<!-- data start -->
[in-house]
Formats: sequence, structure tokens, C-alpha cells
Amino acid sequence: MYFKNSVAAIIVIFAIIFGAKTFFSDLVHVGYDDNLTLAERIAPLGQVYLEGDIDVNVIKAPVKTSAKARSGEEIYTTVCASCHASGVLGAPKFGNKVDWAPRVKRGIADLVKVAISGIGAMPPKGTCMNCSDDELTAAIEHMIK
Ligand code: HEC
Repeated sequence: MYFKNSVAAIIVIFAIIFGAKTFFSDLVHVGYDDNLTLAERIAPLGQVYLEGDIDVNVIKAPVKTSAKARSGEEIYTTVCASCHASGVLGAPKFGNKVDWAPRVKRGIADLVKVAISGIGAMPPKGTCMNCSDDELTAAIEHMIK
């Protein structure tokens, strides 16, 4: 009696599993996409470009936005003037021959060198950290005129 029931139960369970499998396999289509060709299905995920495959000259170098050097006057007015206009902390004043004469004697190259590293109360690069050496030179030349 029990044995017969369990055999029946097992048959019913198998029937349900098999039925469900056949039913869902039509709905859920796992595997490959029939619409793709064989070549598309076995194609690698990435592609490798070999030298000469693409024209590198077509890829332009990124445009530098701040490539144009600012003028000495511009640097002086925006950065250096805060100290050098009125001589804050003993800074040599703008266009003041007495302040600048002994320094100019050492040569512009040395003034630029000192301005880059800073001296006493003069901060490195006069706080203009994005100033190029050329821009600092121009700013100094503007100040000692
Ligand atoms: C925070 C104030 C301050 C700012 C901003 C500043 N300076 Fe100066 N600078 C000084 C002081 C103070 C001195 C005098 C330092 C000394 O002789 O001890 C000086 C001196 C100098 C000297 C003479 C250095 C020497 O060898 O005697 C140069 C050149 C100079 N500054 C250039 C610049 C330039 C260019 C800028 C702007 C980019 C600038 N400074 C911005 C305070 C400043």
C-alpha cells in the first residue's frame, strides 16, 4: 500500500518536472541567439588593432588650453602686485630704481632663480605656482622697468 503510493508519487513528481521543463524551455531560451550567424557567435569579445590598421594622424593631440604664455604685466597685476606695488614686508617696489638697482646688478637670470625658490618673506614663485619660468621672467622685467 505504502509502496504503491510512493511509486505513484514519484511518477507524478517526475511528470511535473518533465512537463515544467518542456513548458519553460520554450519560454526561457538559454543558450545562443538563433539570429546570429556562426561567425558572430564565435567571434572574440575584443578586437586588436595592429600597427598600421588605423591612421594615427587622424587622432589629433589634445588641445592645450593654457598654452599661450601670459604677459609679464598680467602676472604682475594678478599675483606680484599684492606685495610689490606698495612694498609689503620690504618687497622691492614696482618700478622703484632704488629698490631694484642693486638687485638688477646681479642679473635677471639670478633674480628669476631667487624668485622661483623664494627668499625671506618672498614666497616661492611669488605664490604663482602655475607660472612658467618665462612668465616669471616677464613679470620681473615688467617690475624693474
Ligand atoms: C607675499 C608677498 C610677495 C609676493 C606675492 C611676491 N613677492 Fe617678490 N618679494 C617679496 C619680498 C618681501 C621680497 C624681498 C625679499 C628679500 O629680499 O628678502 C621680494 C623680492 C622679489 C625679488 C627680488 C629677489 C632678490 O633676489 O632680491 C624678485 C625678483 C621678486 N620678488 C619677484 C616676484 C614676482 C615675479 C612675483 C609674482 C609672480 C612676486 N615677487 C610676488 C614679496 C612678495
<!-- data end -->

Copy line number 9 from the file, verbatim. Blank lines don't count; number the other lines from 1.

Ligand atoms: C607675499 C608677498 C610677495 C609676493 C606675492 C611676491 N613677492 Fe617678490 N618679494 C617679496 C619680498 C618681501 C621680497 C624681498 C625679499 C628679500 O629680499 O628678502 C621680494 C623680492 C622679489 C625679488 C627680488 C629677489 C632678490 O633676489 O632680491 C624678485 C625678483 C621678486 N620678488 C619677484 C616676484 C614676482 C615675479 C612675483 C609674482 C609672480 C612676486 N615677487 C610676488 C614679496 C612678495